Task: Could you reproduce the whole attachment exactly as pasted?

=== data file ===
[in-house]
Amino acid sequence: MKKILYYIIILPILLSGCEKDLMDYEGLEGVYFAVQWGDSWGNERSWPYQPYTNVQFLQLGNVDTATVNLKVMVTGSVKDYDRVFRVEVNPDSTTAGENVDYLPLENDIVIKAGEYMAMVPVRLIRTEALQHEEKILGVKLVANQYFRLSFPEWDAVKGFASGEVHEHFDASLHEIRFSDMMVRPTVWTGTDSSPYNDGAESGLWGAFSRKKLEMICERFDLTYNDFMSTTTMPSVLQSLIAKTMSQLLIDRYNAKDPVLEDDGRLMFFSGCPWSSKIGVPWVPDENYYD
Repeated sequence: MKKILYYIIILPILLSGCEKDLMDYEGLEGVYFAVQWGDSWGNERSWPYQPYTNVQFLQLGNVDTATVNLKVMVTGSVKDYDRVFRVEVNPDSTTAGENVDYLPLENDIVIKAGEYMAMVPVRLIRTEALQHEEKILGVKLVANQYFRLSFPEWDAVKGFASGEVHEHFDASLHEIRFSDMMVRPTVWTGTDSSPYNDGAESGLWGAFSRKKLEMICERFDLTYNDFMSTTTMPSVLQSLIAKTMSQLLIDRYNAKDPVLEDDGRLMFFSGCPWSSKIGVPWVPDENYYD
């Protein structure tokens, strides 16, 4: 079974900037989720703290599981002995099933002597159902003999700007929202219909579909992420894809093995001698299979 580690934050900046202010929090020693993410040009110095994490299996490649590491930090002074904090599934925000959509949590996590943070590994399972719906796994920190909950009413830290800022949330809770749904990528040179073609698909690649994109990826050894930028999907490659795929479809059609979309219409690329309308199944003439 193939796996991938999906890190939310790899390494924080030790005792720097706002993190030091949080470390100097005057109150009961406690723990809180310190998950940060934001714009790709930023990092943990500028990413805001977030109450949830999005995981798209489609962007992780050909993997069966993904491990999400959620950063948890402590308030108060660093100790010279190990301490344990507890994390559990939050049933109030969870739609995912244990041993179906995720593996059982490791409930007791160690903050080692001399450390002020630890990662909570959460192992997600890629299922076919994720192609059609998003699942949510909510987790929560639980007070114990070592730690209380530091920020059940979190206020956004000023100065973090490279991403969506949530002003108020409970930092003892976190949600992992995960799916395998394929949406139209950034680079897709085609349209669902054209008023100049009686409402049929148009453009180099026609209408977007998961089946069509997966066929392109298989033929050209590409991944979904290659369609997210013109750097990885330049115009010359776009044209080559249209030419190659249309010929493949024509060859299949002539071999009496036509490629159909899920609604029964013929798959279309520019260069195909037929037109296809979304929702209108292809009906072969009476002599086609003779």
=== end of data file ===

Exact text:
[in-house]
Amino acid sequence: MKKILYYIIILPILLSGCEKDLMDYEGLEGVYFAVQWGDSWGNERSWPYQPYTNVQFLQLGNVDTATVNLKVMVTGSVKDYDRVFRVEVNPDSTTAGENVDYLPLENDIVIKAGEYMAMVPVRLIRTEALQHEEKILGVKLVANQYFRLSFPEWDAVKGFASGEVHEHFDASLHEIRFSDMMVRPTVWTGTDSSPYNDGAESGLWGAFSRKKLEMICERFDLTYNDFMSTTTMPSVLQSLIAKTMSQLLIDRYNAKDPVLEDDGRLMFFSGCPWSSKIGVPWVPDENYYD
Repeated sequence: MKKILYYIIILPILLSGCEKDLMDYEGLEGVYFAVQWGDSWGNERSWPYQPYTNVQFLQLGNVDTATVNLKVMVTGSVKDYDRVFRVEVNPDSTTAGENVDYLPLENDIVIKAGEYMAMVPVRLIRTEALQHEEKILGVKLVANQYFRLSFPEWDAVKGFASGEVHEHFDASLHEIRFSDMMVRPTVWTGTDSSPYNDGAESGLWGAFSRKKLEMICERFDLTYNDFMSTTTMPSVLQSLIAKTMSQLLIDRYNAKDPVLEDDGRLMFFSGCPWSSKIGVPWVPDENYYD
């Protein structure tokens, strides 16, 4: 079974900037989720703290599981002995099933002597159902003999700007929202219909579909992420894809093995001698299979 580690934050900046202010929090020693993410040009110095994490299996490649590491930090002074904090599934925000959509949590996590943070590994399972719906796994920190909950009413830290800022949330809770749904990528040179073609698909690649994109990826050894930028999907490659795929479809059609979309219409690329309308199944003439 193939796996991938999906890190939310790899390494924080030790005792720097706002993190030091949080470390100097005057109150009961406690723990809180310190998950940060934001714009790709930023990092943990500028990413805001977030109450949830999005995981798209489609962007992780050909993997069966993904491990999400959620950063948890402590308030108060660093100790010279190990301490344990507890994390559990939050049933109030969870739609995912244990041993179906995720593996059982490791409930007791160690903050080692001399450390002020630890990662909570959460192992997600890629299922076919994720192609059609998003699942949510909510987790929560639980007070114990070592730690209380530091920020059940979190206020956004000023100065973090490279991403969506949530002003108020409970930092003892976190949600992992995960799916395998394929949406139209950034680079897709085609349209669902054209008023100049009686409402049929148009453009180099026609209408977007998961089946069509997966066929392109298989033929050209590409991944979904290659369609997210013109750097990885330049115009010359776009044209080559249209030419190659249309010929493949024509060859299949002539071999009496036509490629159909899920609604029964013929798959279309520019260069195909037929037109296809979304929702209108292809009906072969009476002599086609003779």